Block lists are everywhere. We use them on Facebook and in our e-mail to limit unwanted contact or to filter spam. We also use them in cybersecurity software to stop malware from acting on our computers. The block list says clearly what isn’t allowed – it limits accessibility. A trust list, on the other hand, does the opposite. Instead of being a list of what can’t happen, it’s a list of what can, and anything not on the trust list is blocked.
In TXOne Networks’ solutions, trust lists are used as a cornerstone of cyber defense. In an endpoint, a trust list can determine what applications are allowed to run. This allows our end-point focused solution Safe Lock, which is designed for fixed-use systems, to secure assets while maximizing their functionality and simplifying their defense. With software like Safe Lock, connection to the internet is unnecessary and updates are rare. This solution was perfected for use on legacy systems.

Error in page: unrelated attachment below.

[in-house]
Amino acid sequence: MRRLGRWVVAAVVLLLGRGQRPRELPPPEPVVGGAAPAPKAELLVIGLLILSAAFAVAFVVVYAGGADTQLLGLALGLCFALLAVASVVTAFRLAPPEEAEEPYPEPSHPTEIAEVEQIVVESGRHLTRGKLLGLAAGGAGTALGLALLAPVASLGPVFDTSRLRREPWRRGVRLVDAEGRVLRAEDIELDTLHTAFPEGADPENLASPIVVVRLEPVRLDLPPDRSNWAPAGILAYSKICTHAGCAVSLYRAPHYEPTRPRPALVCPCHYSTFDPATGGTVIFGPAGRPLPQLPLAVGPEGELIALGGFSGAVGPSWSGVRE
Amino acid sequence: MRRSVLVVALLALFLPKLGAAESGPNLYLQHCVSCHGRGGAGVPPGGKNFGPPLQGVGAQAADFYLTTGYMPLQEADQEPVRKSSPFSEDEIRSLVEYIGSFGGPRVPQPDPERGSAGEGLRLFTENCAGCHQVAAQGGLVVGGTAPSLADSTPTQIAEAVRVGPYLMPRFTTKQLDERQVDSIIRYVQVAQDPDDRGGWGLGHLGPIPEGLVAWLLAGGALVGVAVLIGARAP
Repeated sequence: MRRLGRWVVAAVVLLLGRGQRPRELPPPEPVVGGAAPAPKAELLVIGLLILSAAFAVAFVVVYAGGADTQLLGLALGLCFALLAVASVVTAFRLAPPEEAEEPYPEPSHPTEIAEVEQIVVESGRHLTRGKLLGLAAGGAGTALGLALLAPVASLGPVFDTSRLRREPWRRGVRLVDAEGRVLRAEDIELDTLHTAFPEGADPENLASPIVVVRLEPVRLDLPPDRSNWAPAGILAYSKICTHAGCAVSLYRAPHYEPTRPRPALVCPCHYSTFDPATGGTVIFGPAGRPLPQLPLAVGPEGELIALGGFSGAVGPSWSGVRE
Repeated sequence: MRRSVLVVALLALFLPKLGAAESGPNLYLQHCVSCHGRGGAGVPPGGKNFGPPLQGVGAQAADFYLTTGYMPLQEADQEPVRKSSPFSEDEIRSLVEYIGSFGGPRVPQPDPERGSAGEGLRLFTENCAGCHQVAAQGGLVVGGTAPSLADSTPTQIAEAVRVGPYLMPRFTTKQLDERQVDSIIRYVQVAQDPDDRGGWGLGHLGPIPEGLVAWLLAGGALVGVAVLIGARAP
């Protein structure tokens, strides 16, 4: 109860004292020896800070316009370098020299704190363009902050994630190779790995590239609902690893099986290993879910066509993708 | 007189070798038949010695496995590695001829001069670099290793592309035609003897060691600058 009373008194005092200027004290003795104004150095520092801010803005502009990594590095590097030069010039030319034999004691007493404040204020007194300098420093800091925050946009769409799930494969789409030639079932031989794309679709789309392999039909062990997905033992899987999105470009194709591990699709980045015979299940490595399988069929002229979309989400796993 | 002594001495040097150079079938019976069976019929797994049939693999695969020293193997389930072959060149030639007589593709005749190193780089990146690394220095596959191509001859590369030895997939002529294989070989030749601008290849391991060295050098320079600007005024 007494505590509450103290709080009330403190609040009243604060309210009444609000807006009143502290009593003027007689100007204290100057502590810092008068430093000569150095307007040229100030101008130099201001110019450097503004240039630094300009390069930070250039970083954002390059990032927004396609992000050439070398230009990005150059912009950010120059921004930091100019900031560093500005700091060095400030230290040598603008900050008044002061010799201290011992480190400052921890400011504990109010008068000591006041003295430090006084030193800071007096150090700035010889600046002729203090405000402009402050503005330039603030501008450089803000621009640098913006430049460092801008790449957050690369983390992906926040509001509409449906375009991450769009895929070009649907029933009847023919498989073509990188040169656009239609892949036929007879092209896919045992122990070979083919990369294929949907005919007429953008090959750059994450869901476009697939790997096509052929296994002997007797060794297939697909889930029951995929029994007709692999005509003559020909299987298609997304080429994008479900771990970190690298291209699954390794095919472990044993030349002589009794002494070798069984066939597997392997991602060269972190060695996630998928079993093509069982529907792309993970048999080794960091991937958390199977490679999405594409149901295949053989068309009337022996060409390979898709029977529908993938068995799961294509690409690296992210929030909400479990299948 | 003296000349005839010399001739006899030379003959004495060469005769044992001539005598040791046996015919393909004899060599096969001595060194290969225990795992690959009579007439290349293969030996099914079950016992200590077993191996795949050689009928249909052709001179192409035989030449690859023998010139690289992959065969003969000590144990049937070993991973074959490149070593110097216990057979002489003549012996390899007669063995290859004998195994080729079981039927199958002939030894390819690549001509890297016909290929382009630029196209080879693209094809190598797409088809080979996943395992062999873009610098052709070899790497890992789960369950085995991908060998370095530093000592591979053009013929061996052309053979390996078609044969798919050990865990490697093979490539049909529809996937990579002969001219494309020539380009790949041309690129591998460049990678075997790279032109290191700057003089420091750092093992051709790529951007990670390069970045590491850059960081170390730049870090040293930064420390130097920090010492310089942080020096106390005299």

In network defense, our Edge series (EdgeFire, EdgeIPS, EdgeIPS Pro) leverages trust lists to support “zero trust”-style network architecture and to ironclad the defenses of network segmentation by granting accessibility privileges only on the basis of ‘need’. We call it zero trust because all users and devices are assumed untrustworthy until the system operator chooses otherwise, as opposed to the flat and open network architecture of the past. Privileges can be customized in fine detail with Edge series trust lists, including using their special sensitivity to ICS protocols to limit unusual behaviors or to apply specialized privileges (such as read-only access) to different users.
As an alternative to block lists, trust lists offer more flexible countermeasures for endpoints, prioritizing daily processes and work site availability. Meanwhile, in network protection, they allow for fine-tuned zero trust policies, making the system extremely unwelcoming to intruders. Intruders leveraging an “unknown attack”, or previously undiscovered vulnerability, can be an extremely difficult threat to counter, but by using trust lists to leverage zero trust-based policies we can significantly limit the viability of even the most critical vulnerabilities.